Obama Proposes Federal Salary Freeze

Obama Proposes Federal Salary Freeze

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In an effort to reduce the federal government’s $1.3 trillion deficit, the President announced this afternoon a pay freeze on federal salaries.  Estimates are that the freeze would save the U.S. government $5 billion over the next two years, and $28 billion over the next five years.  The White House also projects that the freeze will save more than $60 billion over the next 10 years.

Blacks, who the federal government employs at a higher proportion than any other group in the population at large, could be overwhelmingly impacted by today’s announcement.  While Blacks make up just 12.9% of the U.S. population, 18% are federal workers.

Today’s decision, is perhaps, a signal from President Obama that he is serious about cutting spending, which was an element of his campaign promises during his 2008 run for office.  Moreover, during the election season, the GOP successfully created an anti-government workers sentiment, orchestrating a political climate in which the federal government was criticized for paying salaries and pensions to government workers, items which were seen as contributing to the deficit.

As part of today’s announcement, the President reminded the public that when he started in office, he froze salaries for all senior White House officials.  Since then, he has proposed an extension of the freeze to other top political appointees, and has eliminated bonuses for all political appointees.

“I did not reach this decision easily,” the President said. ” This is not just a line item on a federal ledger.” He went on to say,

These are people’s lives.  They’re doctors and nurses who care for our veterans; scientists who search for better treatments and cures; men and women who care for our national parks and secure our borders and our skies; Americans who see that the Social Security checks get out on time, who make sure that scholarships comes through, who devote themselves to our safety.  They’re patriots who love their country and often make many sacrifices to serve their country.

Congress would have to approve the freeze in order for it to be effective, a prospect that seems more likely under the Republican-lead Congress which will convene in January 2011.  The GOP has been asking that government spending be returned to its 2008 levels, and this may be a step toward that effort.

“This is about finding ways to deal with deficit and cut spending,” said OMB Deputy Director for Management Jeffrey Zients ahead of the President’s announcement.

The freeze will apply to all civilian federal employees, including those in various alternative pay plans and those working at the Department of Defense, but not the military, the President announced.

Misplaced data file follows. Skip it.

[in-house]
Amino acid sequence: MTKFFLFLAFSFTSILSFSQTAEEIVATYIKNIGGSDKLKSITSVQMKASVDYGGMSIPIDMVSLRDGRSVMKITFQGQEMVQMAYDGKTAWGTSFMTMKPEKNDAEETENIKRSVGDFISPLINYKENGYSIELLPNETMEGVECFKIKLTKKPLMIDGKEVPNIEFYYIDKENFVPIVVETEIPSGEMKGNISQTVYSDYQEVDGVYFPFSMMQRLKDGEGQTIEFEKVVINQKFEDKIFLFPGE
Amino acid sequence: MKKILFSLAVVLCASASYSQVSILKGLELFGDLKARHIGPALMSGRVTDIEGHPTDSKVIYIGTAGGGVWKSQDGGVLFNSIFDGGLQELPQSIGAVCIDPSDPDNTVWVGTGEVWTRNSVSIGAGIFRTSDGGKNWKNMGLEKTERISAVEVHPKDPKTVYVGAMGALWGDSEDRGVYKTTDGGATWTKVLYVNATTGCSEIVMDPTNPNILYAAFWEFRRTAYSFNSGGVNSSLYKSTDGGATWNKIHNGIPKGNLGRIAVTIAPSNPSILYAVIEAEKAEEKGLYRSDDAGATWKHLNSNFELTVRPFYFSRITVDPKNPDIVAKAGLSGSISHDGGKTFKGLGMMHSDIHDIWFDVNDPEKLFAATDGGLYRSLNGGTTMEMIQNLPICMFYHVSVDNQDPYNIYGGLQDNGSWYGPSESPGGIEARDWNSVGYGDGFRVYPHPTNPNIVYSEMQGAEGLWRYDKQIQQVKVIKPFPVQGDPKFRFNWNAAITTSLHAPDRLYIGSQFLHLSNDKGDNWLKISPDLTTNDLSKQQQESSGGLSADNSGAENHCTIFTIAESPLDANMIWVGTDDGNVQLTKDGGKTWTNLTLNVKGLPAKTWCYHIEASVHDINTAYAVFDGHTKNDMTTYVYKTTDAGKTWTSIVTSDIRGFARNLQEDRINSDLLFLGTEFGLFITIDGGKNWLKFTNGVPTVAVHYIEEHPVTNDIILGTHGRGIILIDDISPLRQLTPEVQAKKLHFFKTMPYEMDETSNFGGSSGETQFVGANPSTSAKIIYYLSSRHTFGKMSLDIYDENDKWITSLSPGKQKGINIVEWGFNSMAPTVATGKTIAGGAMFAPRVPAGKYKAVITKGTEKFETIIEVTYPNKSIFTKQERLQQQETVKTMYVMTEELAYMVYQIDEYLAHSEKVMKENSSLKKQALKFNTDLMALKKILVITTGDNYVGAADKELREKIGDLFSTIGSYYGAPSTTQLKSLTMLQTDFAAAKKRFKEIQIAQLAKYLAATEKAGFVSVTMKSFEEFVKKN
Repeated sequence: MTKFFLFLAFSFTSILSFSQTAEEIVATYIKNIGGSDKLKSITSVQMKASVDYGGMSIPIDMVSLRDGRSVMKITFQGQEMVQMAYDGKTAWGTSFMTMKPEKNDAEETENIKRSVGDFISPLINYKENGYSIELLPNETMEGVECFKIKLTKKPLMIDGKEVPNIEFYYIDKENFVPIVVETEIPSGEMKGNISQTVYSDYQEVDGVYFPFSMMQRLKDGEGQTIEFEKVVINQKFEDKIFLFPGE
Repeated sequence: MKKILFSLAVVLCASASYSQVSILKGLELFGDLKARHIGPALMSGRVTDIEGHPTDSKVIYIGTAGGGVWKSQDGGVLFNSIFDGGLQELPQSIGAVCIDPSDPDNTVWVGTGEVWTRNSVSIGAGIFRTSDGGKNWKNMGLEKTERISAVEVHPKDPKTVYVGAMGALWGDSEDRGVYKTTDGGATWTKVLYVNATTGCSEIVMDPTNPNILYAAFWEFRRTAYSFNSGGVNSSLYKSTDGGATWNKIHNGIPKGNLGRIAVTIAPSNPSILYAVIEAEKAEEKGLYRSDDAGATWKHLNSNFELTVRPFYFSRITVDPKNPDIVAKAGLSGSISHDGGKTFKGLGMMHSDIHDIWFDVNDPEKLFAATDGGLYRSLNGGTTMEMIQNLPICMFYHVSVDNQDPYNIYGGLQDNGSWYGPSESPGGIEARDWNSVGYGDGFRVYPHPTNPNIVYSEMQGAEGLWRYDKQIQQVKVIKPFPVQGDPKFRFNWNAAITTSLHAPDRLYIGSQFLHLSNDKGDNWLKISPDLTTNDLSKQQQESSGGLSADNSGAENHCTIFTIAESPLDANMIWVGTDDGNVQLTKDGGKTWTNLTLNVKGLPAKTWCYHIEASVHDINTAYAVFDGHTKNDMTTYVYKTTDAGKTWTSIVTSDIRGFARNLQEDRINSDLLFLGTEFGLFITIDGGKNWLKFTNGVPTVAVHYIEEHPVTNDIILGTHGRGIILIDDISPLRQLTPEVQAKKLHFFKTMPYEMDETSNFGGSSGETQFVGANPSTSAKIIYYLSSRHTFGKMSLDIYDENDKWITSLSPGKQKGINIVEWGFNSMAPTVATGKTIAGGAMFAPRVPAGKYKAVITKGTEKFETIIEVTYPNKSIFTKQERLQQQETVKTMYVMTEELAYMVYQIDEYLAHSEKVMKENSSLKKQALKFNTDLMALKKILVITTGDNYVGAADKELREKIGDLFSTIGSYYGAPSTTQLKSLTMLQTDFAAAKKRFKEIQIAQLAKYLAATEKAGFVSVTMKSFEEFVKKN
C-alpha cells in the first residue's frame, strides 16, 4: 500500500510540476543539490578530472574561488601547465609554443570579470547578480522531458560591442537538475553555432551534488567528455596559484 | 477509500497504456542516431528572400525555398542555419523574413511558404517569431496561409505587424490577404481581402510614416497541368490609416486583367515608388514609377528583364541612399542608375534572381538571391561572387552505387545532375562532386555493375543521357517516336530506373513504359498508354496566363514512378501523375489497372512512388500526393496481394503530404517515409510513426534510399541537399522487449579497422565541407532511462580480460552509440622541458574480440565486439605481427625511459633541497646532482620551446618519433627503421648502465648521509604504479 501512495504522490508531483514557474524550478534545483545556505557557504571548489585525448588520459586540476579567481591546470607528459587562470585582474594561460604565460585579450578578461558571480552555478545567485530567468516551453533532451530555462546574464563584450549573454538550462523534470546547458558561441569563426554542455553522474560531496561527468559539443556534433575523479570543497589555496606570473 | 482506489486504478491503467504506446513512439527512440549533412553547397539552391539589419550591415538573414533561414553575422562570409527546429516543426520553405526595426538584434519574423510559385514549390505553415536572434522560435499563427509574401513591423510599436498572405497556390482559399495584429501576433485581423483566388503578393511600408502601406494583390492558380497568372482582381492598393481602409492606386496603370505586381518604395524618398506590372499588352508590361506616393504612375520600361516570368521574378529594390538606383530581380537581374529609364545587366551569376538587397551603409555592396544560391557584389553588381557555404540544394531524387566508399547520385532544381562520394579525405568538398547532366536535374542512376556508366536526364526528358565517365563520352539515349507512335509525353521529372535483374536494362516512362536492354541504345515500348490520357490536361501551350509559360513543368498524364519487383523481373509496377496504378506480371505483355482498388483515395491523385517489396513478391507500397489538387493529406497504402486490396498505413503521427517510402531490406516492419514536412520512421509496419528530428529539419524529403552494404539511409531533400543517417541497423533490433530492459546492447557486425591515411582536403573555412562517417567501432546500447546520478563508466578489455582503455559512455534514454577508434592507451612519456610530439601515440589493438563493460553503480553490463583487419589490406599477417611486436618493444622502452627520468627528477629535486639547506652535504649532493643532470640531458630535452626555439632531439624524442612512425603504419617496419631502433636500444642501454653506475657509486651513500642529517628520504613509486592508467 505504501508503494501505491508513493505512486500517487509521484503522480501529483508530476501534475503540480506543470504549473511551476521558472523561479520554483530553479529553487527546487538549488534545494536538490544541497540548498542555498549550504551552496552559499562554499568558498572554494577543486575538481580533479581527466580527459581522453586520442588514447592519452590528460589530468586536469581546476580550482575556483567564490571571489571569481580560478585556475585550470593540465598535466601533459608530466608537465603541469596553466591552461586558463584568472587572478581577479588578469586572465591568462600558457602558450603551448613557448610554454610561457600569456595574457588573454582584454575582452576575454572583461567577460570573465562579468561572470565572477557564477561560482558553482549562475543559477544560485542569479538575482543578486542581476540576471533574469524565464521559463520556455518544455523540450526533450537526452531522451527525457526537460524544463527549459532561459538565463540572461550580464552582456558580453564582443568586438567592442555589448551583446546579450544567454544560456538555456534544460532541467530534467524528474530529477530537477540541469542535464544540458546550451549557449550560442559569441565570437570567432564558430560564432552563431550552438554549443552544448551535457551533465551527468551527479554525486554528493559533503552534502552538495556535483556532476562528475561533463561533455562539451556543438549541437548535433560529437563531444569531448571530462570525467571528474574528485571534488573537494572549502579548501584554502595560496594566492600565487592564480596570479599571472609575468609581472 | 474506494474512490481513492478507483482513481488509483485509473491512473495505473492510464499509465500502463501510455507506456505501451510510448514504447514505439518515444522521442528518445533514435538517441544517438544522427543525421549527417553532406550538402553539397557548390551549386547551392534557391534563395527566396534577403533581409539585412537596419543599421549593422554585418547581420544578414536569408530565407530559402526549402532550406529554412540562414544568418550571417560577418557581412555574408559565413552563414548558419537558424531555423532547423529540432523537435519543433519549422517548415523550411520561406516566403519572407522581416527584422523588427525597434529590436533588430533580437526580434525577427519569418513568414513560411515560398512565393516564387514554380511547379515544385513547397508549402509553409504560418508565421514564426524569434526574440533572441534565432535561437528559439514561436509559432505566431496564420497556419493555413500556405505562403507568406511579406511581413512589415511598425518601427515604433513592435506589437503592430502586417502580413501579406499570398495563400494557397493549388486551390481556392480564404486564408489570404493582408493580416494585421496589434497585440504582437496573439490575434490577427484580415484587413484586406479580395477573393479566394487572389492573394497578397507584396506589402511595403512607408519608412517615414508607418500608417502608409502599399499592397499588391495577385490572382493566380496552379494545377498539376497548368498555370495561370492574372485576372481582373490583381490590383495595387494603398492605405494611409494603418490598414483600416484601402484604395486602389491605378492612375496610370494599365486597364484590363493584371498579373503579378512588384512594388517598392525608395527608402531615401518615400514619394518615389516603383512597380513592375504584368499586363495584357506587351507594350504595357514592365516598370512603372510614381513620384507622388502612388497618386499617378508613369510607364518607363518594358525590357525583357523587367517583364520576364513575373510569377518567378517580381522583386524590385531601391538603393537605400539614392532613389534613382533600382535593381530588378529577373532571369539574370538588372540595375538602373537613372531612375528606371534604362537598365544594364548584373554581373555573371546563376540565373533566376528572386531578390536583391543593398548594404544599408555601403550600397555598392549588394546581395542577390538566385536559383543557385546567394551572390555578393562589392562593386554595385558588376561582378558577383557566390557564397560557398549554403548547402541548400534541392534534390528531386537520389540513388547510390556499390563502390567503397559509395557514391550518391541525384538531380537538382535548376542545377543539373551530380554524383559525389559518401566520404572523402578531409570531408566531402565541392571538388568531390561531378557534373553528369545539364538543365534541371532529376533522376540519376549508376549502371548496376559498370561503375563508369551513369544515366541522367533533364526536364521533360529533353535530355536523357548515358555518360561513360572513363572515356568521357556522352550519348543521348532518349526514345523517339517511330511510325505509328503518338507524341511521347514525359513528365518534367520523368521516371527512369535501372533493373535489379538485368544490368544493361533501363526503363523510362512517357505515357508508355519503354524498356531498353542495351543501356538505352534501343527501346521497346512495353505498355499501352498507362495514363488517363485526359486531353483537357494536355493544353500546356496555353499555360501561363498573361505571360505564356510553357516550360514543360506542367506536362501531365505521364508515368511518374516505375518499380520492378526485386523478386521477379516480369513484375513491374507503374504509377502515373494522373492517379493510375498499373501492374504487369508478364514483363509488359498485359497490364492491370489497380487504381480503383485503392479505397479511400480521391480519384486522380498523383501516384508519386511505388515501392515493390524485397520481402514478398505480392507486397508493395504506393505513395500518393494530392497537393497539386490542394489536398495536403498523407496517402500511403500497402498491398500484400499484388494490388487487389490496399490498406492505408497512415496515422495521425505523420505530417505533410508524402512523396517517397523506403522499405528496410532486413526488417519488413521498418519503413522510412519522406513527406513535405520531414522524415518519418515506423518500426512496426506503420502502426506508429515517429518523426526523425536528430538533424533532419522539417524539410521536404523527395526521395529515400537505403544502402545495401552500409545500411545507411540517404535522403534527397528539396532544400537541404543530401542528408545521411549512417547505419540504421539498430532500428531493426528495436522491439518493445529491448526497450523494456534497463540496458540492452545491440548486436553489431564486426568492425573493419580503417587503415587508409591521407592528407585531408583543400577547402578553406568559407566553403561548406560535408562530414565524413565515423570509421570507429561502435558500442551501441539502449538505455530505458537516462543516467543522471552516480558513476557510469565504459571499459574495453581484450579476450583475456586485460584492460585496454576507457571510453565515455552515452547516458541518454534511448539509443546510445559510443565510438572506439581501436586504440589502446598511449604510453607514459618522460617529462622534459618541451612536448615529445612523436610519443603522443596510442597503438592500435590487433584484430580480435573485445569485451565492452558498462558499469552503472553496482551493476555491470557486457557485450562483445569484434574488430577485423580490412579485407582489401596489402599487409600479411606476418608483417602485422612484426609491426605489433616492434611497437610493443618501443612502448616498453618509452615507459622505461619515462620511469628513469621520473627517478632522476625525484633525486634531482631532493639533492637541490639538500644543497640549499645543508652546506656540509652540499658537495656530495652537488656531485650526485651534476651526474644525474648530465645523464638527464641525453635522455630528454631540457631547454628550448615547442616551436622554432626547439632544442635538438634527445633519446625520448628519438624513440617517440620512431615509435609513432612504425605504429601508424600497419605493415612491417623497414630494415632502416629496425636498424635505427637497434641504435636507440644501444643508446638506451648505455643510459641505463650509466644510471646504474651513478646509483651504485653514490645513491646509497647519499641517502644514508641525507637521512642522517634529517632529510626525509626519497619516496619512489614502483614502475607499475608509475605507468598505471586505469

There is a perception that government work is cushy, offers benefits and is more stable than work in the private sector.  What’s more, the number of federal employees in the workforce has neither dramatically increased nor decreased during the history of the United States, which gives it an extra aura of job security. There are currently 1.9 million people employed by the federal government, without counting postal workers or military members.

“In these challenging times, we want the best and brightest to join and make a difference,” President Obama said.  “But these are also times where all of us are called on to make some sacrifices [and] I’m asking civil servants to do what they’ve always done — play their part.”

Ordinarily, there would be concern that the government would risk losing good workers to the private sector when announcements like these are made.  However, in these economic times, that may be less of an issue as people are more willing to stay put notwithstanding the cost cutting measure.

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Jeneba Jalloh Ghatt represents small, women, and minority owned business and technology companies at The Ghatt Law Group LLC, the nations’ first communications law firm owned by women and minorities. She's won landmark cases on behalf of her clients which include national civil rights and public interest organizations. In addition to actively authoring several blogs, being a radio show host and sitting on the boards of three non-profits, she is a tech junkie who has been developing online web content since the very early years of the Internet, 1991 to be precise! Follow her on Twitter at @Jenebaspeaks, on her blog, Jenebaspeaks, which covers the intersection of politics and technology or on her Politics of Raising Children blog at The Washington Times Communities section. The ideas and opinions expressed in this article are solely those of the author, and have complete editorial independence from any Politic365 partners, sponsors, or advertisers. For additional information about Politic365, please visit http://politic365.com/about/.

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